Thursday, November 19, 2015

Going Back To Basics

In the search for the pathless path towards greater awakening, sometimes we find that much is gained by going back to the basics of meditation. The search, particularly if it is done through the Jnana path (the path of wisdom and self-inquiry) can often lead to frustration as we periodically discover that we have again missed the mark, or question whether we have moved at all in our spiritual quest. And what is this quest all about anyway?

purity of the lotus flower represents the pratice of meditation

The other day, I went through a simple exercise which brought me to an awareness that everything is all right just the way it is: I am all right just where I am. And the striving, and the frustration that results from ego involvement in the awakening process, is perhaps the very thing that must fall by the wayside. What I found most surprising about this simple exercise is that it contains nothing that I did not know before. I learned nothing new, yet it was renewing. I would like to take you through this simple exercise. 

First, sit comfortably in a relaxed but alert position, back straight. Prop yourself up with pillows if necessary. Allow the ordinary preoccupations of the day to settle down and subside. Look around you. Is the place familiar to you? If not, no matter. Begin to cultivate a sense of yourself as being present in that place. You are here in this one space. The world, and everything else in it, the sensible world, is outside you, around you.

As you close your eyes, direct your attention to your body. What sensations are you aware of: breath, heartbeat, feelings in your back and backside as it presses against the chair or floor? Visualize your breath flowing into your nostrils down the center cavity of your body, down to the bottom and up again. Tie your consciousness to your breath and pay attention to the circular flow of the breath (down, around, up).  If you pay further attention, you'll catch a glimpse of something deeper, two things:
  • The experience (the muscle sensation of movements)
  • And the “I” that is experiencing it.

Now along with the muscle sensation of movement (the experience) also note the river of thoughts, images, emotions that are probably coursing through the front of your mind.  You may try to stop this mental chatter, but you will probably fail. All these thoughts, images, memories, ideas, plans, whatever, will continue whether you choose to let it or not. This is how the mind functions. But now again, observe two things: First, this functioning of the mind (images, memories, ideas, thoughts, plans) as the experience, and subtly in the background, the “I” that is experiencing them. As you continue, the most intimate feelings and desires will occasionally be there like images on a screen, accompanied by the “I” experiencing, watching, as they pass by.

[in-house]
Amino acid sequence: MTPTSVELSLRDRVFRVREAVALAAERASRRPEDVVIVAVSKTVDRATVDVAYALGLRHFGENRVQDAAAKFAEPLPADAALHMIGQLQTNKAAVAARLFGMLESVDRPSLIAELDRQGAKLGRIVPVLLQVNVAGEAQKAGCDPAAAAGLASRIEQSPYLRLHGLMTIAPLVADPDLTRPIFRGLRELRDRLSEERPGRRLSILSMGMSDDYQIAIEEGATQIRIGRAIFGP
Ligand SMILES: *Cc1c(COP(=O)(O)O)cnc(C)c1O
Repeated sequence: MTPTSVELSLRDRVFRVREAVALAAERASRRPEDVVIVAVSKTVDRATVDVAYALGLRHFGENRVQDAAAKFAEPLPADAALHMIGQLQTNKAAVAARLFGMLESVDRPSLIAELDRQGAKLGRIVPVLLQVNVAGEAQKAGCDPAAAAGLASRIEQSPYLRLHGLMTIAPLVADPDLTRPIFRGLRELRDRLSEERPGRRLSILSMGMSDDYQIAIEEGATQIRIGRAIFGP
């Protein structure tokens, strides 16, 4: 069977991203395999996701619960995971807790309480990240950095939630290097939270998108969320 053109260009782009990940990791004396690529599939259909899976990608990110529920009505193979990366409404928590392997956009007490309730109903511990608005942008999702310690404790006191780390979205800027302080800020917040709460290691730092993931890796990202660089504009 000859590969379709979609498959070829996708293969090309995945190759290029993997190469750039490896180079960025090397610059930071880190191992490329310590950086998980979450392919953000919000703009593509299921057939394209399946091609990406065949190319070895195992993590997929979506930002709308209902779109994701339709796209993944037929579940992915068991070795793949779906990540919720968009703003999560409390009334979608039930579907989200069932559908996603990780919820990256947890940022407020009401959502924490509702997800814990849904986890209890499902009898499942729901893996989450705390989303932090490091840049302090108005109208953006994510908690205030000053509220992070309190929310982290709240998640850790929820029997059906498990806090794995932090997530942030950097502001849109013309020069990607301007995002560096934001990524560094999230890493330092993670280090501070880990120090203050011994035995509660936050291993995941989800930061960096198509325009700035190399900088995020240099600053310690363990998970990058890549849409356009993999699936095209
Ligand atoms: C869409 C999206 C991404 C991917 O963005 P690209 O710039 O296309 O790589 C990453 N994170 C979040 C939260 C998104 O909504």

If you can remain in this quiet, relaxed but alert state, you may gain a deeper awareness of a sense of something very small growing in you — the experiencer.  Even though this “something small” has no volition or power of its own, it quietly observes and experiences all that passes by. If you look for this “something small” observer, you will find that it continually recedes further and further away.  There is no limit to this “I” that experiences. St. Francis of Assisi is noted as saying in this regard: “What you are looking for is what is looking.”

the rising sun, purity of the lotus flower represents the pratice of meditation

There’s a sacredness, a blissfulness, associated with this phenomena of looking for that which is looking, intuitively touching the experiencer. Once this blissfulness, sacredness is tapped into, one gains a sense of “presence” which can be known by many names. Some call it “Kingdom of God,” the light, wisdom, still or zero point. All these terms reveal different aspects of this Primordial Self, the experiencer.

An experienced meditator may be able to enter into this exercise with little difficulty. The biggest problem, however, one even an experienced meditator may continue to have, is maintaining this vigilance to his/her inner sacredness outside of meditation, which is most of the time. Pains in the body, past regrets, worries about the future, aimless daydreaming, endless striving, everyday pre-occupations and planning constantly interfere, acting as a whirlwind to keep us absorbed in the illusions of life that hide our True Selves like rain clouds hide the sun. The simple exercise of meditation is the only avenue to overcoming these obstacles.

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